Reaping renewables in South Africa –

Reaping renewables in South Africa -

Reaping renewables in South Africa -

South Africa’s utility scale renewables procurement programme has brought 6,255MW of green power online, but don’t expect the rest of the announced procurement from Bid Window 5 onwards to come online before 2025, writes Theresa Smith.

There was a time when the World Bank lauded South Africa’s REIPPPP and pointed out that between 2012 and 2013, the country ranked tops globally for renewables IPP investment because of the competitive tender process.

The Renewable Energy Independent Power Procurement Programme (REIPPPP or REI4P) announced four consecutive bidding rounds from 2011 to 2014, halted procurement until 2018, then did rounds in 2021, 2022 and 2023.

According to the IPP Office’s latest reporting from end March 2023, REIPPPP successfully procured 7,090MW from 97 IPPs (that reached financial close) between Bid Windows 1 to 5. These are at various stages of construction or have commenced with commercial operation.

At the end of March 2023, 89 projects out of the 90 scheduled to be operational had reached the Commercial Operation Date.

This means 6,105MW of power (of the scheduled 6,204MW) had come online.

A total of 75MW of that 99MW shortfall is because one Bid Window 4 project has not yet started operation, as originally scheduled. Only 24MW of that is attributed to under-delivery against the contracted capacity as at financial close.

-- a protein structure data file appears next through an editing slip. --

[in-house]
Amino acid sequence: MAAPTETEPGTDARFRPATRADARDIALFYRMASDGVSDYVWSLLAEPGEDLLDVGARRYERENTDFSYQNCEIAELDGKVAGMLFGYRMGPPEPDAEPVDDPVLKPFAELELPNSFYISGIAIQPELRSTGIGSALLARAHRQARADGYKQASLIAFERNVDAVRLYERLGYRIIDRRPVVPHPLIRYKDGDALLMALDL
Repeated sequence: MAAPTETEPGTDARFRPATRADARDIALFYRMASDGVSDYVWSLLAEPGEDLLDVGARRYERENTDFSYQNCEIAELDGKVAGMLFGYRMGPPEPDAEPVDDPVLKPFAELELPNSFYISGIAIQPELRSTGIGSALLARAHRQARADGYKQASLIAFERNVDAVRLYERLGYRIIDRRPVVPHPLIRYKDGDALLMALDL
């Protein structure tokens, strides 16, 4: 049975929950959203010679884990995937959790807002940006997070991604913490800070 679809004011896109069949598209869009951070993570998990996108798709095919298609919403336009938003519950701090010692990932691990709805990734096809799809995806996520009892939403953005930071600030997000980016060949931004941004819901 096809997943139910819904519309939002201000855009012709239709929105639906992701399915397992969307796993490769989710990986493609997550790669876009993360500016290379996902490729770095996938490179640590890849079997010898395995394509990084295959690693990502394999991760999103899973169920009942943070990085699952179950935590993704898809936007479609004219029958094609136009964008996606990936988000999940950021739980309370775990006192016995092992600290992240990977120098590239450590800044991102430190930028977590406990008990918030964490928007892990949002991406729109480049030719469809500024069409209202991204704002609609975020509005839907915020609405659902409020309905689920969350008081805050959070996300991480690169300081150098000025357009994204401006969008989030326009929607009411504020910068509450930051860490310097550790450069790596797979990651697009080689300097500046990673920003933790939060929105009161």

Not mentioned in that report is the 150MW brought online by the risk mitigation programme late in 2023.

Pre-register for Enlit Africa 2025, taking place on 20-22 May at the CTICC in Cape Town, South Africa

Beyond Bid Windows 1 to 7 there have also been auctions for gas, risk mitigation and energy storage projects along with smaller scale renewables projects.

Here is a look at the bid rounds so far.

In the beginning

Bid Window 1: All 28 Projects for1,415MW have reached CommercialOperation Date (COD).

Bid Window 2: All 19 projects for 1,033MW have reached COD.

Bid Window 3: All 16 projects for 1,428MW have reached COD. One project of 17MW was cancelled.

Bid Window 3.5: Two Concentrated Solar Power Plants were procured in 2014.

One project (100MW) has reached COD and another 100MW project is still under construction.